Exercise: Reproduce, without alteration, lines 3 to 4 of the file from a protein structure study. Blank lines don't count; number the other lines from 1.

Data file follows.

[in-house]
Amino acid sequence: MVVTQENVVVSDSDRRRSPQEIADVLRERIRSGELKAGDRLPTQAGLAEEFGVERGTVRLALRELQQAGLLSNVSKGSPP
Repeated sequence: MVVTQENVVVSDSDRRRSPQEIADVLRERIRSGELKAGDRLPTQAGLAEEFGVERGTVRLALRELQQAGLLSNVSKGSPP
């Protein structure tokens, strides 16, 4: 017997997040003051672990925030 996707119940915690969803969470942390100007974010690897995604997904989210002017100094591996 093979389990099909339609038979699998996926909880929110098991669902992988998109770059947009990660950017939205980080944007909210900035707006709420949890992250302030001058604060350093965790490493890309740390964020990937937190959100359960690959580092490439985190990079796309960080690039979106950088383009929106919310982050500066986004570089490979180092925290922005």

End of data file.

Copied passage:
Repeated sequence: MVVTQENVVVSDSDRRRSPQEIADVLRERIRSGELKAGDRLPTQAGLAEEFGVERGTVRLALRELQQAGLLSNVSKGSPP
């Protein structure tokens, strides 16, 4: 017997997040003051672990925030 996707119940915690969803969470942390100007974010690897995604997904989210002017100094591996 093979389990099909339609038979699998996926909880929110098991669902992988998109770059947009990660950017939205980080944007909210900035707006709420949890992250302030001058604060350093965790490493890309740390964020990937937190959100359960690959580092490439985190990079796309960080690039979106950088383009929106919310982050500066986004570089490979180092925290922005």